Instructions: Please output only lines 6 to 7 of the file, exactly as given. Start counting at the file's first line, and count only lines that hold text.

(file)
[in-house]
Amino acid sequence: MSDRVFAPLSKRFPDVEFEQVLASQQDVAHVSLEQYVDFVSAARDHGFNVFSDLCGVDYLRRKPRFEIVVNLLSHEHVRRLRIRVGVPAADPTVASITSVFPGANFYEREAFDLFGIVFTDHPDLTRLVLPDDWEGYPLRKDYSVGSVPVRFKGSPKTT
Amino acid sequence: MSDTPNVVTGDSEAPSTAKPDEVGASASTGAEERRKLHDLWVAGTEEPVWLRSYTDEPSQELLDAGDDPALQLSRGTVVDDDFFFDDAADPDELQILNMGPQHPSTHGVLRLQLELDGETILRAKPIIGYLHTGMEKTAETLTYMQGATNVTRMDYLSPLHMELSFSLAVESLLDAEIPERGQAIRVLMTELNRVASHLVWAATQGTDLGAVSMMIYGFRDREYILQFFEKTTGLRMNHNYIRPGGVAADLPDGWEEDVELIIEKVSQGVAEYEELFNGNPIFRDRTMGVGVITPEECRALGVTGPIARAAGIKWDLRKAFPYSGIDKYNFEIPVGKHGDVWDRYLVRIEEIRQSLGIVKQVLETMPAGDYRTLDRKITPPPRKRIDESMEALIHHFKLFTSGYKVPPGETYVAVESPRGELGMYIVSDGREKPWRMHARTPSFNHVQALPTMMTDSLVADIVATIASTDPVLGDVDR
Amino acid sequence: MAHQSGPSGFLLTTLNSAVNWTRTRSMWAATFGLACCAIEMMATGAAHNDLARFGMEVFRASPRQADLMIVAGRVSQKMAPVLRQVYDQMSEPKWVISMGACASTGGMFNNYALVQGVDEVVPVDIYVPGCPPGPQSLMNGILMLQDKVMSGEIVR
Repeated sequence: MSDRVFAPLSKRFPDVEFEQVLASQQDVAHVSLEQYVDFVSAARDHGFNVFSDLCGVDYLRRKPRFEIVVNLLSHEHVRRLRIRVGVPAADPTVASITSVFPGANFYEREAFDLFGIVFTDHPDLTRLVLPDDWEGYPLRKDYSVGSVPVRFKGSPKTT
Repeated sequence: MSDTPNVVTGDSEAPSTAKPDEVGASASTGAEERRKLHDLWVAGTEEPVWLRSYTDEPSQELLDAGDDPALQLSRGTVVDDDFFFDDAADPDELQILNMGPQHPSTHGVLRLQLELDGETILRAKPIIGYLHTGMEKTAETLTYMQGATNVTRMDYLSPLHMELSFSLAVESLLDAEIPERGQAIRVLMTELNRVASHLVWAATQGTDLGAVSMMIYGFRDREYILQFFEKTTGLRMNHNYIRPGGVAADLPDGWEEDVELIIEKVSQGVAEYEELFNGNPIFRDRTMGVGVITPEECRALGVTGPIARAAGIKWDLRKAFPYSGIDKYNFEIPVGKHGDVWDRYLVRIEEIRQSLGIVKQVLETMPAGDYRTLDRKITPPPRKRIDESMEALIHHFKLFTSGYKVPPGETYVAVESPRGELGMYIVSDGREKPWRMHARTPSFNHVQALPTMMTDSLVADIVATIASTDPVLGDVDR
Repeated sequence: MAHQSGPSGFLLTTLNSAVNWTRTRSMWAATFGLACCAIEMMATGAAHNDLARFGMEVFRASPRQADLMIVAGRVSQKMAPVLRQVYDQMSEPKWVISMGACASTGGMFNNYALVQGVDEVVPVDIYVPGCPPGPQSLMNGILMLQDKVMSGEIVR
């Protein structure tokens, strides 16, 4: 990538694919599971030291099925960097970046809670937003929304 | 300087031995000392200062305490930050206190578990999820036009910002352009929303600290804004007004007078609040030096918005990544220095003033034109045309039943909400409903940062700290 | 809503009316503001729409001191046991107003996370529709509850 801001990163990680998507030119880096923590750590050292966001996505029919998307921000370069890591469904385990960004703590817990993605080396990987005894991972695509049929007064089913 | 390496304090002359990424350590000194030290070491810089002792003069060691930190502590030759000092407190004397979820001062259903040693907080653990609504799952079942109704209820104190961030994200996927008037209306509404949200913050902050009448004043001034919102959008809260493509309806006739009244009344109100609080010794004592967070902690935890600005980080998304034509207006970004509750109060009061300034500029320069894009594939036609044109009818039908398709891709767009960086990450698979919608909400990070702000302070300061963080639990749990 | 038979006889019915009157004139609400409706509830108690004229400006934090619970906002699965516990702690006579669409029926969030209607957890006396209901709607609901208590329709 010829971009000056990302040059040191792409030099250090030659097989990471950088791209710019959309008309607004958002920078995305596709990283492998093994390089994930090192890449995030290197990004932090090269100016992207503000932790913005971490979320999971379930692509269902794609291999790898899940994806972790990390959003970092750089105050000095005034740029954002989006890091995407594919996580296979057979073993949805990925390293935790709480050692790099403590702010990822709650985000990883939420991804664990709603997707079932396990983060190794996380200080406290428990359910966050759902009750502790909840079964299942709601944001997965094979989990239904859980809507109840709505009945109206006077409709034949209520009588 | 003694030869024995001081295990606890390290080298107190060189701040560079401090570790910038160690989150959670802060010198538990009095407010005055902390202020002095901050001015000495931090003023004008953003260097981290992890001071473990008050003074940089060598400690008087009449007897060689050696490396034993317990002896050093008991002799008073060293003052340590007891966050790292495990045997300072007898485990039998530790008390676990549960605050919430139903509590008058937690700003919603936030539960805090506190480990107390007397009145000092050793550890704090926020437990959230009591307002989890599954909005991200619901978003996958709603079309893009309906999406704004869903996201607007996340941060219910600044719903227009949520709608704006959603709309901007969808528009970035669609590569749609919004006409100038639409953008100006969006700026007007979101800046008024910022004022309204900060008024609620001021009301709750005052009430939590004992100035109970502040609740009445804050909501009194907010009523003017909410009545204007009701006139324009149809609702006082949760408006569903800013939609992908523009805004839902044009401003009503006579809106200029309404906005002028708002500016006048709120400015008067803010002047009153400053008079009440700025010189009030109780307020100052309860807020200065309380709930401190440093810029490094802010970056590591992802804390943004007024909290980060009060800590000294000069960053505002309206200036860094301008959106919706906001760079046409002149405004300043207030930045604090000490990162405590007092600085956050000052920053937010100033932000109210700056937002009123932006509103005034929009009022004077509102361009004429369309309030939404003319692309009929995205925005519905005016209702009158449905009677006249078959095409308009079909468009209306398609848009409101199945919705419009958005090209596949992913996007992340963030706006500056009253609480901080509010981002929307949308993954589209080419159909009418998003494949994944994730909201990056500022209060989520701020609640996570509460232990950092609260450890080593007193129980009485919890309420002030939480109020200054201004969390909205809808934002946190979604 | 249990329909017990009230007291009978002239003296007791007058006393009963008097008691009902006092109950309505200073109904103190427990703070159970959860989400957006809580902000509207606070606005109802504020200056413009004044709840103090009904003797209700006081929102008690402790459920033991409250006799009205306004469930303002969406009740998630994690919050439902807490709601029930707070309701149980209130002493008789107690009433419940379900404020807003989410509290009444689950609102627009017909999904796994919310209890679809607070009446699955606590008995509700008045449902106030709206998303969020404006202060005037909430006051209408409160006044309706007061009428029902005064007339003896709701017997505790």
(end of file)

Repeated sequence: MSDTPNVVTGDSEAPSTAKPDEVGASASTGAEERRKLHDLWVAGTEEPVWLRSYTDEPSQELLDAGDDPALQLSRGTVVDDDFFFDDAADPDELQILNMGPQHPSTHGVLRLQLELDGETILRAKPIIGYLHTGMEKTAETLTYMQGATNVTRMDYLSPLHMELSFSLAVESLLDAEIPERGQAIRVLMTELNRVASHLVWAATQGTDLGAVSMMIYGFRDREYILQFFEKTTGLRMNHNYIRPGGVAADLPDGWEEDVELIIEKVSQGVAEYEELFNGNPIFRDRTMGVGVITPEECRALGVTGPIARAAGIKWDLRKAFPYSGIDKYNFEIPVGKHGDVWDRYLVRIEEIRQSLGIVKQVLETMPAGDYRTLDRKITPPPRKRIDESMEALIHHFKLFTSGYKVPPGETYVAVESPRGELGMYIVSDGREKPWRMHARTPSFNHVQALPTMMTDSLVADIVATIASTDPVLGDVDR
Repeated sequence: MAHQSGPSGFLLTTLNSAVNWTRTRSMWAATFGLACCAIEMMATGAAHNDLARFGMEVFRASPRQADLMIVAGRVSQKMAPVLRQVYDQMSEPKWVISMGACASTGGMFNNYALVQGVDEVVPVDIYVPGCPPGPQSLMNGILMLQDKVMSGEIVR